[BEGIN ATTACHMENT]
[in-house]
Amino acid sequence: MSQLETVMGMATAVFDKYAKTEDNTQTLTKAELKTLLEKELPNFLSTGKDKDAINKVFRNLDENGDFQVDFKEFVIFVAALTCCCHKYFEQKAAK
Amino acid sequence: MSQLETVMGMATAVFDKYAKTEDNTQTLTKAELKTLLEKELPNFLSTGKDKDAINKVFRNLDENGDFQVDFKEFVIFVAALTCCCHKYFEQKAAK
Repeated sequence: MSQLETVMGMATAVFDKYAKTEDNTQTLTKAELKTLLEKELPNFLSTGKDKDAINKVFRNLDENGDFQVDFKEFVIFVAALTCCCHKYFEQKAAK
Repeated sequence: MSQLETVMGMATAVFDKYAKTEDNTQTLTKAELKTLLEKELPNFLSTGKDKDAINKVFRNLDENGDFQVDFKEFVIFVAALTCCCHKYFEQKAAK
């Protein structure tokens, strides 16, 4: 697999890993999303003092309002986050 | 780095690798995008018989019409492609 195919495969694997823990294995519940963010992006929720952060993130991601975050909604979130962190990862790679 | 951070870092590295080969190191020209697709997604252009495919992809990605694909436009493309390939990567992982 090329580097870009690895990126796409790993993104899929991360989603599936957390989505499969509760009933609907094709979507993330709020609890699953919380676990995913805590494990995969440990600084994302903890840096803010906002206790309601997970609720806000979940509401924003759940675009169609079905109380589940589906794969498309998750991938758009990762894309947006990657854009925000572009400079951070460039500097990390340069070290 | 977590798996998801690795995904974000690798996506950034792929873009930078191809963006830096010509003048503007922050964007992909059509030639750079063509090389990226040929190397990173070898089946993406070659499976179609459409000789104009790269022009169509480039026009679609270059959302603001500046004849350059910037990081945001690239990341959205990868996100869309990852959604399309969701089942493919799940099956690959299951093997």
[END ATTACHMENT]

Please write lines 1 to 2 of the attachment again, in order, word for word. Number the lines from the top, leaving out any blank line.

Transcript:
[in-house]
Amino acid sequence: MSQLETVMGMATAVFDKYAKTEDNTQTLTKAELKTLLEKELPNFLSTGKDKDAINKVFRNLDENGDFQVDFKEFVIFVAALTCCCHKYFEQKAAK